It's only mid-morning, but already there is news that has unnerved and distressed me, led me to gasp in wonder-horror. Carrier Corporation - maker of air-conditioning systems - has announced that it will shut down its giant plant in Indianapolis, eliminating 1,400 jobs over the next two years. It is moving this plant's operations to Monterrey, Mexico.
NAFTA, we more than know ye. American "corporate citizens" - we know ye too well.
In Maryland yesterday, a 67 year old man shot an officer who approached him in a restaurant, then fled. He was pursued by another officer, and the 67 year old shot him, too. Both officers died. As it has been reported, the first officer was not attempting to arrest the 67 year old, but asked how he was, and was then shot in the head. I have no information about the man's motive(s) or mental state.
I have no wisdom about these events, but they are exemplars of two of the major political-cultural issues of the U.S. in our time - employment/corporate behavior and availability of guns.
Regardless of Carrier Corporation's prospective improvement in its bottom line, removing 1,400 families from the ranks of the employed middle-class cannot increase the number of families that are available to purchase air-conditioners from Carrier. And it will not only be the 1,400 families' purchasing power that is affected. I recall the time in my childhood in Evansville, Indiana, when Chrysler Corporation closed its local automobile assembly plant. It did not affect my father's employment with Peabody Coal Company, but when we had to move because my father was transferred, two years later, my parents could not sell our house because the housing market in Evansville had crashed with the closure of the Chrysler plant. In fact, it was after two transfers, and two moves for our family, that my parents were finally able to sell the Evansville house - at a loss - 4 years later. So, there was a ripple effect of that plant closing that damaged the entire region and affected people's ability to buy houses ... and air-conditioners.
It has not yet been reported whether the Maryland killer had a concealed-carry license, or whether he had a mental health (or other) condition that should have prevented him from owning or carrying a gun. If he had a concealed carry license, clearly he should not have had one. If he did not have such license, he still carried a concealed weapon. If she should have been disqualified, he still carried a concealed weapon. The common variable: the existence, presence and possession of a gun ... an artifact of our society's culture of gun specialness.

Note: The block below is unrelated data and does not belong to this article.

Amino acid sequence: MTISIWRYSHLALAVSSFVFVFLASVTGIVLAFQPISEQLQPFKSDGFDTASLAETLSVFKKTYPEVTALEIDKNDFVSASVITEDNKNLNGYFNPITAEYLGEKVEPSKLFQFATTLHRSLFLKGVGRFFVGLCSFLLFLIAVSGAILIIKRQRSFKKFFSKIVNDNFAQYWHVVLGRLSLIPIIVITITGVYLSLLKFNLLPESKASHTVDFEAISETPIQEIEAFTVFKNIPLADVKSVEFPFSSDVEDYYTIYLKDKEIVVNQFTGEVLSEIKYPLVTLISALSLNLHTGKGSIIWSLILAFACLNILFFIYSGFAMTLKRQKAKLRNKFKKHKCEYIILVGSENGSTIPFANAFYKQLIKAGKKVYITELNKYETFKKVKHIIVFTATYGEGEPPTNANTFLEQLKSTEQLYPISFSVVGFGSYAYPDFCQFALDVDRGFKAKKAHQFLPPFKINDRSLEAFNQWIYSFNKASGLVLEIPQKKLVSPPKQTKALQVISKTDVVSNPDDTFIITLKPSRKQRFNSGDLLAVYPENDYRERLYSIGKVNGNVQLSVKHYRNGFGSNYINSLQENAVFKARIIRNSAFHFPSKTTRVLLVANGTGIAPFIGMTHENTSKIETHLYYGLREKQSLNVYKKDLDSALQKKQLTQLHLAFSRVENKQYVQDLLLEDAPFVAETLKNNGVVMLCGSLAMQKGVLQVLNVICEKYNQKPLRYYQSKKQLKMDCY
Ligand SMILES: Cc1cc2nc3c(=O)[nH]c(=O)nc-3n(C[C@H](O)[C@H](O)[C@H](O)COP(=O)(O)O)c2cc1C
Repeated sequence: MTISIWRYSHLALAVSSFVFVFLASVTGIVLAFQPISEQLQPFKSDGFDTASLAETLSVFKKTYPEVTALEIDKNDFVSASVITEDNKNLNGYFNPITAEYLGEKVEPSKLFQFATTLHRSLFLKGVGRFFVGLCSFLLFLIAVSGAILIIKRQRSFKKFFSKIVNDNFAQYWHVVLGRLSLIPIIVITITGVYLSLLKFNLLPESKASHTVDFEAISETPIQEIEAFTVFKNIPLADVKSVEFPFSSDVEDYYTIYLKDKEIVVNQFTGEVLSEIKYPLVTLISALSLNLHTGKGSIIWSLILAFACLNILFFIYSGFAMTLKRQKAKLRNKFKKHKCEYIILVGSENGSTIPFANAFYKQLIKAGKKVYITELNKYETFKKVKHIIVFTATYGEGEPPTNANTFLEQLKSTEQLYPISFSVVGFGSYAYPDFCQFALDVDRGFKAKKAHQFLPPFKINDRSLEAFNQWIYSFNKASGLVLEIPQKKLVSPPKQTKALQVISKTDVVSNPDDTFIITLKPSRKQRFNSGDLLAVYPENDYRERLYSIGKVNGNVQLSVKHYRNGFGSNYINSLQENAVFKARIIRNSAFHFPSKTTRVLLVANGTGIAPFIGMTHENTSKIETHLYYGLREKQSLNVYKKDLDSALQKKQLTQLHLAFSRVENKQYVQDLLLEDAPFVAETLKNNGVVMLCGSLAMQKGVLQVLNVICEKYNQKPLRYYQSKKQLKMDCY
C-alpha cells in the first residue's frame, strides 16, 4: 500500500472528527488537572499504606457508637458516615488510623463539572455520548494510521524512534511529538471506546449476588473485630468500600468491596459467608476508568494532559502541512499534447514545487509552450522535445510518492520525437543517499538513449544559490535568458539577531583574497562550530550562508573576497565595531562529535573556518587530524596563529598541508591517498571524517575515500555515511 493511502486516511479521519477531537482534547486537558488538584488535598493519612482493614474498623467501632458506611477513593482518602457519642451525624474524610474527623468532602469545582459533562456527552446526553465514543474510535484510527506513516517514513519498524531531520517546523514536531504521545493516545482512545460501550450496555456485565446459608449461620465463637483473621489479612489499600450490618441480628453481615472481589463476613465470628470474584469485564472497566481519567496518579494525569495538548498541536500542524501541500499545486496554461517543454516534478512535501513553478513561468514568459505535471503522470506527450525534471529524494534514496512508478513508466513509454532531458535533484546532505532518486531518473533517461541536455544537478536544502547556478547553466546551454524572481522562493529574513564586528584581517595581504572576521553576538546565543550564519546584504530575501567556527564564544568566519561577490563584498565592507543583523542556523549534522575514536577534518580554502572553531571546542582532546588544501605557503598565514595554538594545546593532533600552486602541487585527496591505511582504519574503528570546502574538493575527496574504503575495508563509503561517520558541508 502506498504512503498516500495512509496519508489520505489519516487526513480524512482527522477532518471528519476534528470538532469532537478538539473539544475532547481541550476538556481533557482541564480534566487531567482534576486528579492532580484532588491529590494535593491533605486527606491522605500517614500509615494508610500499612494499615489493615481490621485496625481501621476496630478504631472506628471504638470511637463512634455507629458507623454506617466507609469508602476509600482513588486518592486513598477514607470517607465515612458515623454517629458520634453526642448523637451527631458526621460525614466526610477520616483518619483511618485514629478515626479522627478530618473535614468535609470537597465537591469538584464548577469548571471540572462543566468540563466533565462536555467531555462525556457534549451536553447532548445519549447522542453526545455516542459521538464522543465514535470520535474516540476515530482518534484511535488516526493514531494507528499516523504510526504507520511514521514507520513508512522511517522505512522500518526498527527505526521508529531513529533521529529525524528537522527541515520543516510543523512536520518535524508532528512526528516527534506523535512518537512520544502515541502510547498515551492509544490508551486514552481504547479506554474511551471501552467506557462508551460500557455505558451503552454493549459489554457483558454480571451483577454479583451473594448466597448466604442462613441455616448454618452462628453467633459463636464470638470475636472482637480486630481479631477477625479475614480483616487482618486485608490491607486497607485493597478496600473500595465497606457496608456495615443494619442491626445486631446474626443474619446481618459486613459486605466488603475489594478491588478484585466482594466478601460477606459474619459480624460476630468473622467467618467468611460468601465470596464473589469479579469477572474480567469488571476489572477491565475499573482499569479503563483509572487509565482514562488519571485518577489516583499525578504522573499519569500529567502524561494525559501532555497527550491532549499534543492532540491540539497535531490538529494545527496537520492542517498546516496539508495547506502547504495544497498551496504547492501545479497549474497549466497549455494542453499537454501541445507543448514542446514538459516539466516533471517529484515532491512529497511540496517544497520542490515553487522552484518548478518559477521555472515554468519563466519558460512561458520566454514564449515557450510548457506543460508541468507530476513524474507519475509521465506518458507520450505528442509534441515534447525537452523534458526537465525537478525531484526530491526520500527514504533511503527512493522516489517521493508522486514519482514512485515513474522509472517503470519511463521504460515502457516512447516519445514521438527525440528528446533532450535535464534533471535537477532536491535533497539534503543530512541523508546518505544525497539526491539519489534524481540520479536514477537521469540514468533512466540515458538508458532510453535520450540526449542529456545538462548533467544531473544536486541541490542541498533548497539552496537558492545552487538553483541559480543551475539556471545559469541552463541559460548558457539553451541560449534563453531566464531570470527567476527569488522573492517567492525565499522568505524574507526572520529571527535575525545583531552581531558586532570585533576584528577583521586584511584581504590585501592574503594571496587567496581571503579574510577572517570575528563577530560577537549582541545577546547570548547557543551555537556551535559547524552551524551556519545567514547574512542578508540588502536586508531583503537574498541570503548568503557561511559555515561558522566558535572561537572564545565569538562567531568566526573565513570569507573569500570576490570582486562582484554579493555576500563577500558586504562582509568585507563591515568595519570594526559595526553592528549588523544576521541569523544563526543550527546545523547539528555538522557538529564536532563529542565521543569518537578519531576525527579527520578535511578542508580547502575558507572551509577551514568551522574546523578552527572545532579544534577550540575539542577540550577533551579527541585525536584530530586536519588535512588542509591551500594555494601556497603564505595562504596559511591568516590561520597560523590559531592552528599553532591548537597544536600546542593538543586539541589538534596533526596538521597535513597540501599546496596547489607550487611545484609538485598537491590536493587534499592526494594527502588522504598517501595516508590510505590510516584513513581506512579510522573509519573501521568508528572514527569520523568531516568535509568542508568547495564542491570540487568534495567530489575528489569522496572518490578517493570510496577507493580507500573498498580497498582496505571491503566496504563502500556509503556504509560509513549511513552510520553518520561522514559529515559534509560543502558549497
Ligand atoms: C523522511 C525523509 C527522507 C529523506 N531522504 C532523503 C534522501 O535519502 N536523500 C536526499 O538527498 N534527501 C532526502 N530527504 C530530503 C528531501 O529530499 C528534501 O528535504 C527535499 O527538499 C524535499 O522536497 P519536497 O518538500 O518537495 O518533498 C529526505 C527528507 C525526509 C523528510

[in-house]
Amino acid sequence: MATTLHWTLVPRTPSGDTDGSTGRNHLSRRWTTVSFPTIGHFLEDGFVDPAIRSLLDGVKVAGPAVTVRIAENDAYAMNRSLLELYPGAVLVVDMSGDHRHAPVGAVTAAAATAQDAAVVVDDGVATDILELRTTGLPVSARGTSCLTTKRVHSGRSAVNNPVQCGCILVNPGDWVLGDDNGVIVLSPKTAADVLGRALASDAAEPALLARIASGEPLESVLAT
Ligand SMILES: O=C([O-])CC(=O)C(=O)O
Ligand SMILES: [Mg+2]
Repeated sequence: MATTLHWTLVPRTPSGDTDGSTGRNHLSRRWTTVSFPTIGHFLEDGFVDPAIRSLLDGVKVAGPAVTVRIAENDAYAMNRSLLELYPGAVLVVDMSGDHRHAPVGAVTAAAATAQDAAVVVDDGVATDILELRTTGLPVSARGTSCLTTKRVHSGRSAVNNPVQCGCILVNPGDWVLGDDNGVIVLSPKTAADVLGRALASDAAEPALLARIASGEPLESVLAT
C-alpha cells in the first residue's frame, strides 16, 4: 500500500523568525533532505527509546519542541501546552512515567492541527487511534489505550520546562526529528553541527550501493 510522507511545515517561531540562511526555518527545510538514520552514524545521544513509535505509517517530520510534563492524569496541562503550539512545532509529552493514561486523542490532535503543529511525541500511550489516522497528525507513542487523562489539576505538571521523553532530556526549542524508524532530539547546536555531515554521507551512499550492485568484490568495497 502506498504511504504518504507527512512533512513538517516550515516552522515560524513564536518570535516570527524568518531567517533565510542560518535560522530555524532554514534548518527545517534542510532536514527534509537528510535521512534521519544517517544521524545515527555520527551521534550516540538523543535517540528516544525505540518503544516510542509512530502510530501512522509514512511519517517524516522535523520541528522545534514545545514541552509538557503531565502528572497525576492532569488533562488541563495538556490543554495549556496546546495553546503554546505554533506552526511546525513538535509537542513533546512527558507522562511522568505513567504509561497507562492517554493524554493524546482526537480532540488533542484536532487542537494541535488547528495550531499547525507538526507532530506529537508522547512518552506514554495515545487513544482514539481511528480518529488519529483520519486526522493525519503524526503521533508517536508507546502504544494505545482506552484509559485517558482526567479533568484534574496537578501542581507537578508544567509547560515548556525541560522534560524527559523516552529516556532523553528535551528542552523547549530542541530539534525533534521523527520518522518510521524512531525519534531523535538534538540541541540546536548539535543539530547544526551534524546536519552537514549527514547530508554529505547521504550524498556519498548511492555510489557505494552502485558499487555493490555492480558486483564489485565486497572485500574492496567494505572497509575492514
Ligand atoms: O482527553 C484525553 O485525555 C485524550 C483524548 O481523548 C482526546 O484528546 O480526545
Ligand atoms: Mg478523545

As it is plain to those who will see that racism is endemic in our culture and has had, and continues to have, enormous and deleterious effects on people who are not white, it is plain that corporations doing whatever they choose in order to pursue profit has damaged and is damaging our society. As is just as plain, the presence and unique position of guns in our culture is killing us - individually and as a whole. We are not an 18th Century society without a standing army, needing a citizen militia. We are not an 18th Century society that possesses only single-shot, muzzle-loading firearms. We are a society that has not grown up; we have a culture of adolescence - we cling to laws and rules from another time that we simply hold onto because some of us want what we want and refuse to grasp that we can only prosper (in all senses) from recognizing that we are a community. We can be healthy as a community - a group that recognizes our sameness and supports ourselves generally - or we can continue our dysfunction as a failed proto-community that nurtures self-destruction. We can care and be oriented to the health of a society, or we can seek our individual desires and demands. We can choose "us" or "me." We cannot choose both.